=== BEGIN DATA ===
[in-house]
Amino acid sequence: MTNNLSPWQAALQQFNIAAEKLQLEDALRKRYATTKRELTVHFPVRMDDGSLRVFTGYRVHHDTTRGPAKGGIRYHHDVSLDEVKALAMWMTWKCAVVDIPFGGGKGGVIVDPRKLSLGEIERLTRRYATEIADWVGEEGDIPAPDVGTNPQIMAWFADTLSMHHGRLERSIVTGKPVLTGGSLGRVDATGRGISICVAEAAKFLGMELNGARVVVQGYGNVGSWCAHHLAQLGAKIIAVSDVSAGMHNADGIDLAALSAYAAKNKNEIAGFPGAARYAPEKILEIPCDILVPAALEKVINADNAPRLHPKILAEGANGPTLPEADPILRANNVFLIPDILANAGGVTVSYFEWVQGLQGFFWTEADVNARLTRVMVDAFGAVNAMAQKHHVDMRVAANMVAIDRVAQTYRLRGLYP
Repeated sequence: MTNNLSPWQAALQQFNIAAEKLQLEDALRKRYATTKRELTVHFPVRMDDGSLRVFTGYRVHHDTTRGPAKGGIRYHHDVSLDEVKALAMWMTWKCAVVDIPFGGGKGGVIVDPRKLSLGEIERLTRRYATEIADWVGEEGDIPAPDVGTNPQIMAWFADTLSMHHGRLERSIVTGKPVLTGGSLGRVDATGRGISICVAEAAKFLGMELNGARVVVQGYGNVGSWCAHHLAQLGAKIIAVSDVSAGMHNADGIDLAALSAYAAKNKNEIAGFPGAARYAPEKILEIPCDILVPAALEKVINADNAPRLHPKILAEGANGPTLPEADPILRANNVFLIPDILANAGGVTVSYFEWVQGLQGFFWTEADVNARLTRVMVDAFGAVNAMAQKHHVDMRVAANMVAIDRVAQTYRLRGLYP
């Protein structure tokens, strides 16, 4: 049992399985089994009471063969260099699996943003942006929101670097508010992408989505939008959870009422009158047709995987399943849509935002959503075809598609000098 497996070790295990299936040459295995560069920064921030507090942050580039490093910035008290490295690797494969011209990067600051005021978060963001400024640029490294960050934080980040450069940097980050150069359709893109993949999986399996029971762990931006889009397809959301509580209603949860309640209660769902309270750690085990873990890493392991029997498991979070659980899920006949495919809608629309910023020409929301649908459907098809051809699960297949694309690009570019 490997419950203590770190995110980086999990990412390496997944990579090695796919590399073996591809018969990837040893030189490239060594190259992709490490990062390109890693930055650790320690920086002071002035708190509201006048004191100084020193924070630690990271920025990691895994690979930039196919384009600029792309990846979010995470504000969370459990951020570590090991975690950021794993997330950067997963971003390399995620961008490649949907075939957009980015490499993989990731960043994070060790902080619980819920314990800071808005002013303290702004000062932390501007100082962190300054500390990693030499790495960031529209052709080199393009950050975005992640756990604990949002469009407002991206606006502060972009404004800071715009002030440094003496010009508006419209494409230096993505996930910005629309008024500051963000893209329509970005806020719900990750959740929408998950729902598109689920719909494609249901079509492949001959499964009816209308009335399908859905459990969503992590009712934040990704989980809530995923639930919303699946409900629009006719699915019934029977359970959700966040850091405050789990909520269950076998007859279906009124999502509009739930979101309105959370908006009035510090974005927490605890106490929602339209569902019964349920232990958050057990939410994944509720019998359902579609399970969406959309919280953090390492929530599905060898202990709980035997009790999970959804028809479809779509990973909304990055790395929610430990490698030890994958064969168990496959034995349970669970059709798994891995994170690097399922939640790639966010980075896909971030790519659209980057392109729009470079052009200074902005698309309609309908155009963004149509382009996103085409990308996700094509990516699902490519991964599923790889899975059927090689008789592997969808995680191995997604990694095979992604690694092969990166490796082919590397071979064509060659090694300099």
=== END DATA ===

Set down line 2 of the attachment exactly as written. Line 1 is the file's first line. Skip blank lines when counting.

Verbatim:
Amino acid sequence: MTNNLSPWQAALQQFNIAAEKLQLEDALRKRYATTKRELTVHFPVRMDDGSLRVFTGYRVHHDTTRGPAKGGIRYHHDVSLDEVKALAMWMTWKCAVVDIPFGGGKGGVIVDPRKLSLGEIERLTRRYATEIADWVGEEGDIPAPDVGTNPQIMAWFADTLSMHHGRLERSIVTGKPVLTGGSLGRVDATGRGISICVAEAAKFLGMELNGARVVVQGYGNVGSWCAHHLAQLGAKIIAVSDVSAGMHNADGIDLAALSAYAAKNKNEIAGFPGAARYAPEKILEIPCDILVPAALEKVINADNAPRLHPKILAEGANGPTLPEADPILRANNVFLIPDILANAGGVTVSYFEWVQGLQGFFWTEADVNARLTRVMVDAFGAVNAMAQKHHVDMRVAANMVAIDRVAQTYRLRGLYP